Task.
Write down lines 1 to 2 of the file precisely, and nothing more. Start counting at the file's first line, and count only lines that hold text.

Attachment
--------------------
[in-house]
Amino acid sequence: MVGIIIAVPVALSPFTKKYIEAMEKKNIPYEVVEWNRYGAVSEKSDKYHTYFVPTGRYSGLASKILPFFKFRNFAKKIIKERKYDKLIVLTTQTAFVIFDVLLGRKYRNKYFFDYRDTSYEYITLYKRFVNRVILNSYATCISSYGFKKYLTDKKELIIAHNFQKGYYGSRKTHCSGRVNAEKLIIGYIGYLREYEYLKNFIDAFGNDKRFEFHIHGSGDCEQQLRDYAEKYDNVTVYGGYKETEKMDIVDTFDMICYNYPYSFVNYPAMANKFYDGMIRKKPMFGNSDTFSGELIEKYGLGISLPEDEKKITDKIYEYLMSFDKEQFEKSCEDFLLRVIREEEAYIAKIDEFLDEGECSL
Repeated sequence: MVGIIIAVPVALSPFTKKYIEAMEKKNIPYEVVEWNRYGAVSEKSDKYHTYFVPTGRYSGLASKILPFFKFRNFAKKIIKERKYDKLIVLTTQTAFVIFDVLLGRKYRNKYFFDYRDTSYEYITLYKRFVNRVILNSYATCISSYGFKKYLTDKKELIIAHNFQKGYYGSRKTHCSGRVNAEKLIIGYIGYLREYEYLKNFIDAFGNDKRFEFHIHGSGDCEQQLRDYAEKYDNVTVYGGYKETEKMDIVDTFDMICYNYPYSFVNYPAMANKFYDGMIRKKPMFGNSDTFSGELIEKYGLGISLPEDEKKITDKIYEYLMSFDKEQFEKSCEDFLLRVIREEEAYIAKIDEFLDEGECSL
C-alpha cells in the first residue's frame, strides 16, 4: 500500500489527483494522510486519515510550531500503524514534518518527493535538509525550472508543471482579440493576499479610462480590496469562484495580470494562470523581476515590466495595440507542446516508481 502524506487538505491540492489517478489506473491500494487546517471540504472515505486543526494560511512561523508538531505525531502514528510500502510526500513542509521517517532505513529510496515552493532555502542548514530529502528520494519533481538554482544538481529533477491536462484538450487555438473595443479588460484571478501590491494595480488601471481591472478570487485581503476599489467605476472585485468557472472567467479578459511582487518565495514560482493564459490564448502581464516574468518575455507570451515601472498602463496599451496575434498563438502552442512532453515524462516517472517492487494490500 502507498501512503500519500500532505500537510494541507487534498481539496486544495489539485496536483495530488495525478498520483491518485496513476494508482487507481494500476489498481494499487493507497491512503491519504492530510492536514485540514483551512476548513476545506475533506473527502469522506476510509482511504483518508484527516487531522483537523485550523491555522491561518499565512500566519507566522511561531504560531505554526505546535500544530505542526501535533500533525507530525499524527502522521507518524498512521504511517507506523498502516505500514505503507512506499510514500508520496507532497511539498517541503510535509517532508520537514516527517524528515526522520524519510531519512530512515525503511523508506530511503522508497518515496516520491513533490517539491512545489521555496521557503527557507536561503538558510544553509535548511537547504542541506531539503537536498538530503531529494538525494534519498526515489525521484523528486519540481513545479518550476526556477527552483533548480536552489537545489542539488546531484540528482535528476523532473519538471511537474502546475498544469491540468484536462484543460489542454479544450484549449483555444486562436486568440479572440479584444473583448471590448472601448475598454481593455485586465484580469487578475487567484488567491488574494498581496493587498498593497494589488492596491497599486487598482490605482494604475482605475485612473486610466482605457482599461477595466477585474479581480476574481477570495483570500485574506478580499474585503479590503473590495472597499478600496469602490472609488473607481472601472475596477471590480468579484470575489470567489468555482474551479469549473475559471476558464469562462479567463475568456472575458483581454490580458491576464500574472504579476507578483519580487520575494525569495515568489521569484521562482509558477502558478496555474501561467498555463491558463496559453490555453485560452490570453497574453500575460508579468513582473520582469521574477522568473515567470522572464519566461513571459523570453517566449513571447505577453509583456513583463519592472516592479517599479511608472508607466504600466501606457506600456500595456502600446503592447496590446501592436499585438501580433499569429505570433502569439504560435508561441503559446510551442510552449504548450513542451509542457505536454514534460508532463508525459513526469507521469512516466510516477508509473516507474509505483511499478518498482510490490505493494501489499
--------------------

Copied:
[in-house]
Amino acid sequence: MVGIIIAVPVALSPFTKKYIEAMEKKNIPYEVVEWNRYGAVSEKSDKYHTYFVPTGRYSGLASKILPFFKFRNFAKKIIKERKYDKLIVLTTQTAFVIFDVLLGRKYRNKYFFDYRDTSYEYITLYKRFVNRVILNSYATCISSYGFKKYLTDKKELIIAHNFQKGYYGSRKTHCSGRVNAEKLIIGYIGYLREYEYLKNFIDAFGNDKRFEFHIHGSGDCEQQLRDYAEKYDNVTVYGGYKETEKMDIVDTFDMICYNYPYSFVNYPAMANKFYDGMIRKKPMFGNSDTFSGELIEKYGLGISLPEDEKKITDKIYEYLMSFDKEQFEKSCEDFLLRVIREEEAYIAKIDEFLDEGECSL